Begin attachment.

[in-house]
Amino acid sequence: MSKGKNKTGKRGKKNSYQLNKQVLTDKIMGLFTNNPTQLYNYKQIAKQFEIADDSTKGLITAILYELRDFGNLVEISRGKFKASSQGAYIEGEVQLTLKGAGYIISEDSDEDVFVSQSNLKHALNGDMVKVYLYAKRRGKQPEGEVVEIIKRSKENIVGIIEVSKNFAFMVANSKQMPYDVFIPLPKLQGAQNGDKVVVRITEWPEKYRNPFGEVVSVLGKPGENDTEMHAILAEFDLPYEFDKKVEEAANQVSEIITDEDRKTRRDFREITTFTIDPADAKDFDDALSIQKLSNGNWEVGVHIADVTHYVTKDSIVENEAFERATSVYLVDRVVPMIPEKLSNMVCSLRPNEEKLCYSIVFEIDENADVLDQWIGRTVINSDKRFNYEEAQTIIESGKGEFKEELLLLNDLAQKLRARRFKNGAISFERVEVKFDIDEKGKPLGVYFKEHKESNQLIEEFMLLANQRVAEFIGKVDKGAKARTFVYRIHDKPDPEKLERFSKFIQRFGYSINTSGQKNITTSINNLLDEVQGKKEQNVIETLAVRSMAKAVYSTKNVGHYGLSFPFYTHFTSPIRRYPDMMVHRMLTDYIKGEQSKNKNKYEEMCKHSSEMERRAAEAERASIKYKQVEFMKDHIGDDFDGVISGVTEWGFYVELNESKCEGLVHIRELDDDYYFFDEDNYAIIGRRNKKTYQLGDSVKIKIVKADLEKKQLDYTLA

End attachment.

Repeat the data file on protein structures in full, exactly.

[in-house]
Amino acid sequence: MSKGKNKTGKRGKKNSYQLNKQVLTDKIMGLFTNNPTQLYNYKQIAKQFEIADDSTKGLITAILYELRDFGNLVEISRGKFKASSQGAYIEGEVQLTLKGAGYIISEDSDEDVFVSQSNLKHALNGDMVKVYLYAKRRGKQPEGEVVEIIKRSKENIVGIIEVSKNFAFMVANSKQMPYDVFIPLPKLQGAQNGDKVVVRITEWPEKYRNPFGEVVSVLGKPGENDTEMHAILAEFDLPYEFDKKVEEAANQVSEIITDEDRKTRRDFREITTFTIDPADAKDFDDALSIQKLSNGNWEVGVHIADVTHYVTKDSIVENEAFERATSVYLVDRVVPMIPEKLSNMVCSLRPNEEKLCYSIVFEIDENADVLDQWIGRTVINSDKRFNYEEAQTIIESGKGEFKEELLLLNDLAQKLRARRFKNGAISFERVEVKFDIDEKGKPLGVYFKEHKESNQLIEEFMLLANQRVAEFIGKVDKGAKARTFVYRIHDKPDPEKLERFSKFIQRFGYSINTSGQKNITTSINNLLDEVQGKKEQNVIETLAVRSMAKAVYSTKNVGHYGLSFPFYTHFTSPIRRYPDMMVHRMLTDYIKGEQSKNKNKYEEMCKHSSEMERRAAEAERASIKYKQVEFMKDHIGDDFDGVISGVTEWGFYVELNESKCEGLVHIRELDDDYYFFDEDNYAIIGRRNKKTYQLGDSVKIKIVKADLEKKQLDYTLA